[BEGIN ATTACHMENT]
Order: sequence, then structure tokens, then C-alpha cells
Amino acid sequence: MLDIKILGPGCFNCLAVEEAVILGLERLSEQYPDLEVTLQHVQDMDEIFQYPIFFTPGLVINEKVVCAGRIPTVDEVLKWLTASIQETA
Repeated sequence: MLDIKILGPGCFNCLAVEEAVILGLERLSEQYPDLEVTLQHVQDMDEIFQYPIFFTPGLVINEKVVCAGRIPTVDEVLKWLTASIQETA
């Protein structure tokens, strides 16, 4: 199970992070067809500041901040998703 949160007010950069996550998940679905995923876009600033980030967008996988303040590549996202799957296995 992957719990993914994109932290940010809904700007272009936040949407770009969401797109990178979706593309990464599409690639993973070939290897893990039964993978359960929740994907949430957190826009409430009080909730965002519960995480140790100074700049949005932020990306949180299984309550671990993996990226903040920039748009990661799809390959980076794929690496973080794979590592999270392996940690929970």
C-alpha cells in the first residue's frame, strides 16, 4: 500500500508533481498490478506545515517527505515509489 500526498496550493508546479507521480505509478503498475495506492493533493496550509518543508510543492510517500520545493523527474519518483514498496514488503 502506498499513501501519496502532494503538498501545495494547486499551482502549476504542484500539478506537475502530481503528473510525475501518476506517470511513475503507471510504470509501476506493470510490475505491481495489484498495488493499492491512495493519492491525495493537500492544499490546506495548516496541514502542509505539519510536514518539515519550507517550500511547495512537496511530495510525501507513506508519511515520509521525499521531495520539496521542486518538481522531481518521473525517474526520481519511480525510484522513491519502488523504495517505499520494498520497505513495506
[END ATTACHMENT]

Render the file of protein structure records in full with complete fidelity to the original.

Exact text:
Order: sequence, then structure tokens, then C-alpha cells
Amino acid sequence: MLDIKILGPGCFNCLAVEEAVILGLERLSEQYPDLEVTLQHVQDMDEIFQYPIFFTPGLVINEKVVCAGRIPTVDEVLKWLTASIQETA
Repeated sequence: MLDIKILGPGCFNCLAVEEAVILGLERLSEQYPDLEVTLQHVQDMDEIFQYPIFFTPGLVINEKVVCAGRIPTVDEVLKWLTASIQETA
């Protein structure tokens, strides 16, 4: 199970992070067809500041901040998703 949160007010950069996550998940679905995923876009600033980030967008996988303040590549996202799957296995 992957719990993914994109932290940010809904700007272009936040949407770009969401797109990178979706593309990464599409690639993973070939290897893990039964993978359960929740994907949430957190826009409430009080909730965002519960995480140790100074700049949005932020990306949180299984309550671990993996990226903040920039748009990661799809390959980076794929690496973080794979590592999270392996940690929970």
C-alpha cells in the first residue's frame, strides 16, 4: 500500500508533481498490478506545515517527505515509489 500526498496550493508546479507521480505509478503498475495506492493533493496550509518543508510543492510517500520545493523527474519518483514498496514488503 502506498499513501501519496502532494503538498501545495494547486499551482502549476504542484500539478506537475502530481503528473510525475501518476506517470511513475503507471510504470509501476506493470510490475505491481495489484498495488493499492491512495493519492491525495493537500492544499490546506495548516496541514502542509505539519510536514518539515519550507517550500511547495512537496511530495510525501507513506508519511515520509521525499521531495520539496521542486518538481522531481518521473525517474526520481519511480525510484522513491519502488523504495517505499520494498520497505513495506